- Exclusive new video conversation between Rohmer and Barbet Schroeder
- Rohmer short films: Presentation, or Charlotte and Her Steak (1951); Nadja in Paris (1964); A Modern Coed (1966); The Curve (1999); and Véronique and Her Dunce (1958)
- “On Pascal” (1965), an episode of the educational TV series En profil dans le texte directed by Rohmer, on the French philosopher Blaise Pascal, the subject of debate in My Night at Maud’s
- Archival interviews with Rohmer, actors Jean-Claude Brialy, Béatrice Romand, Laurence de Monaghan, and Jean-­Louis Trintignant, film critic Jean Douchet, and producer Pierre Cottrell
- Video afterword by filmmaker and writer Neil LaBute
- Original theatrical trailers
- New and improved English subtitle translations
- PLUS: Six Moral Tales, the original stories by Eric Rohmer, and a booklet featuring Rohmer’s landmark essay “For a Talking Cinema,” excerpts from cinematographer Nestor Almendros’s autobiography, and new essays by Geoff Andrew, Ginette Vincendeau, Phillip Lopate, Kent Jones, Molly Haskell, and Armond White

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#2 Post by AK » Sat May 06, 2006 11:30 am

tavernier wrote:According to this weekend's New York Times (Sunday's Arts & Leisure section), Criterion is releasing SIX MORAL TALES in a boxed set on Aug. 15 and SEDUCED AND ABANDONED on Aug. 22.
Wow. Just... wow. Simply astounding. The box-set, according to the article, will have a list price of $99.95.

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#3 Post by peerpee » Sat May 06, 2006 12:09 pm

Ted T.'s probably fallen off his chair... :)

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#4 Post by Cinesimilitude » Sat May 06, 2006 12:13 pm

Moral Tales set comes out 5 days after my Birthday if they hit that release date! I know what I'm asking for.

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#5 Post by gubbelsj » Sat May 06, 2006 12:25 pm

What wonderful news. While the later films may be the finer works, it'll be especially nice to see the original shorts, The Baker of Monceau and Suzanne's Vacation, the last previously available but finally integrated back into the whole. I knew we were being patient for a reason.

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#6 Post by What A Disgrace » Sat May 06, 2006 2:08 pm

Wow, what great news. I've been wanting to see the Rohmer films for a dog's age. I'll buy this blindly.

How much is the Germi film listed for in the article?

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#7 Post by Jeff » Sat May 06, 2006 3:50 pm

peerpee wrote:Ted T.'s probably fallen off his chair... :)
And I suspect that Gary Tooze has spontaneously combusted.

I imagine that the Moral Tales box would include Rohmer's Cinéma, de notre temps episode. Given Barbet Schroeder's relationship with Criterion, they will probably include an interview or introduction from him too.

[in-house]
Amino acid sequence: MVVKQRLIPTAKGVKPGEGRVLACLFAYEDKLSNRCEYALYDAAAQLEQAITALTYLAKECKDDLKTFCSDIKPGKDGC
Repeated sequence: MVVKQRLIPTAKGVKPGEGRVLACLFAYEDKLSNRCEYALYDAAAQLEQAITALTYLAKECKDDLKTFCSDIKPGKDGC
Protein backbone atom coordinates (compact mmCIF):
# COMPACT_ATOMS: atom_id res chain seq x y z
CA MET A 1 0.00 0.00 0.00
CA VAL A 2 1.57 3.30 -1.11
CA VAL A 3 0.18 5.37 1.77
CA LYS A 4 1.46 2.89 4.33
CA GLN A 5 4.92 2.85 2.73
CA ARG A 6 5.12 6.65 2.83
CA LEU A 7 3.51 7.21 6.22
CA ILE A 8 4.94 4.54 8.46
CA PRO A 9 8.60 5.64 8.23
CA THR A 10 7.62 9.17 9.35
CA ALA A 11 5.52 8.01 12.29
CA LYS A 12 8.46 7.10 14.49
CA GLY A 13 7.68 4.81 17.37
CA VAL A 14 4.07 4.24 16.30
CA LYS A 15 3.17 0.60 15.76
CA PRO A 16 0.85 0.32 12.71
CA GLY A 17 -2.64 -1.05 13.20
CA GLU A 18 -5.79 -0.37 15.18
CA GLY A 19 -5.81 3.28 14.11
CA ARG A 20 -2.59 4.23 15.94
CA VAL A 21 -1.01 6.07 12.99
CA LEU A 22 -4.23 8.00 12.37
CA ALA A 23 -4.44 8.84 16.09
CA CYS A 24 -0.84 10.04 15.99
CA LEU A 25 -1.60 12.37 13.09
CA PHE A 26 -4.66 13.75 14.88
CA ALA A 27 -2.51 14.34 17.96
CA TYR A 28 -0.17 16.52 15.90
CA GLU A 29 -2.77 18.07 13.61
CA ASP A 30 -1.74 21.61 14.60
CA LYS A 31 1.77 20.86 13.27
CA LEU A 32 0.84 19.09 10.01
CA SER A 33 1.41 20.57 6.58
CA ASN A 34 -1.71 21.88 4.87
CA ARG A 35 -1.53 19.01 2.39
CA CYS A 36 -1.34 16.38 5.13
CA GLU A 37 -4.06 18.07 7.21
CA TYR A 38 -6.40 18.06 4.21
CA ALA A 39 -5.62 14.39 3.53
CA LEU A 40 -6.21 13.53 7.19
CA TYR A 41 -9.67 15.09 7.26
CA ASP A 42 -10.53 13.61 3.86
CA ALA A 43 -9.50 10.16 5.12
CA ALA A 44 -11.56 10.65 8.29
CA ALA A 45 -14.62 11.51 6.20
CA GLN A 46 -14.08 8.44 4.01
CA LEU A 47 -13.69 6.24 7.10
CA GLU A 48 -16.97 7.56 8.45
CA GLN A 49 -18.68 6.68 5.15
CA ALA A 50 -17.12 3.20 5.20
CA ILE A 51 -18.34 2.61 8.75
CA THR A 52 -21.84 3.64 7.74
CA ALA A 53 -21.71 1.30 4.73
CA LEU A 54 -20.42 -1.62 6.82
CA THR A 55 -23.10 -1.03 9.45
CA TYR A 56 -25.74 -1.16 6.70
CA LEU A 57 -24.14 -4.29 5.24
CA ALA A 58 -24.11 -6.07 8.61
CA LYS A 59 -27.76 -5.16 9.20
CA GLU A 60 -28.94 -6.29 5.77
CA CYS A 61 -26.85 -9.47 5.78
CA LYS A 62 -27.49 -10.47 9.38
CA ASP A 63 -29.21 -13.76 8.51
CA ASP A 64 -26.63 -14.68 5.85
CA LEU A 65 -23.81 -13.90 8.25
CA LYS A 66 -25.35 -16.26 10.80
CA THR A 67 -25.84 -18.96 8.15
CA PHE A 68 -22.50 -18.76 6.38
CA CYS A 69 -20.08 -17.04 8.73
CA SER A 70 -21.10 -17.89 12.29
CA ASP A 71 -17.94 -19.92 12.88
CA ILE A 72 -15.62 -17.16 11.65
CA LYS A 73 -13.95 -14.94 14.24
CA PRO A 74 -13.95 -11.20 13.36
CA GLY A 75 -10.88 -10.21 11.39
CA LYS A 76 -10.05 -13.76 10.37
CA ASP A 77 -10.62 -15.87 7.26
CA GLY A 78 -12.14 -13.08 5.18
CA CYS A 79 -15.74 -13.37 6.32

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#8 Post by Anthony » Sat May 06, 2006 4:06 pm

This is GREAT news. I've been waiting for a good transfer of Rohmer's Six Moral Tales in Region 1 for a while now. I Can't wait.

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#9 Post by Ted Todorov » Sat May 06, 2006 4:08 pm

peerpee wrote:Ted T.'s probably fallen off his chair... :)
No, but I scared my girlfriend, yelling so loudly :)

I just saw it in the paper -- I haven't been on-line -- I was too busy reading The Man Who Fell To Earth -- a spectacular Criterion extra -- I hope they do this with many future releases (6 Moral Tales is certainly a candidate, as Rohmer did them in book form).

If Criterion release a Rivette box, then I will fall off my chair -- I'd hate to disappoint Nick :D

Happy day!

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#10 Post by Ted Todorov » Sat May 06, 2006 4:10 pm

Jeff wrote:I imagine that the Moral Tales box would include Rohmer's Cinéma, de notre temps episode. Given Barbet Schroeder's relationship with Criterion, they will probably include an interview or introduction from him too.
Shorts, please, shorts!

Rohmer has them in abundance, many having made it to the UK & French DVD releases. Some are great...

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#11 Post by Ted Todorov » Sat May 06, 2006 5:22 pm

denti alligator wrote:This is wonderful news. Finalement!

Now we just need the Tales of Four Seasons in a box! Wouldn't that be the icing on the cake...
Unfortunately MGM (now Sony) has Tale of Springtime as well as Pauline at the Beach so neither a Four Seasons box nor a Comedies and Proverbs box would appear to be possible. However, I sure hope Criterion just does a "Every Rohmer film we could get the rights to from Wellspring or whoever" box

I'd kill for HD transfers of The Aviator's Wife and ten other Rohmer films...

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#12 Post by thethirdman » Sat May 06, 2006 7:32 pm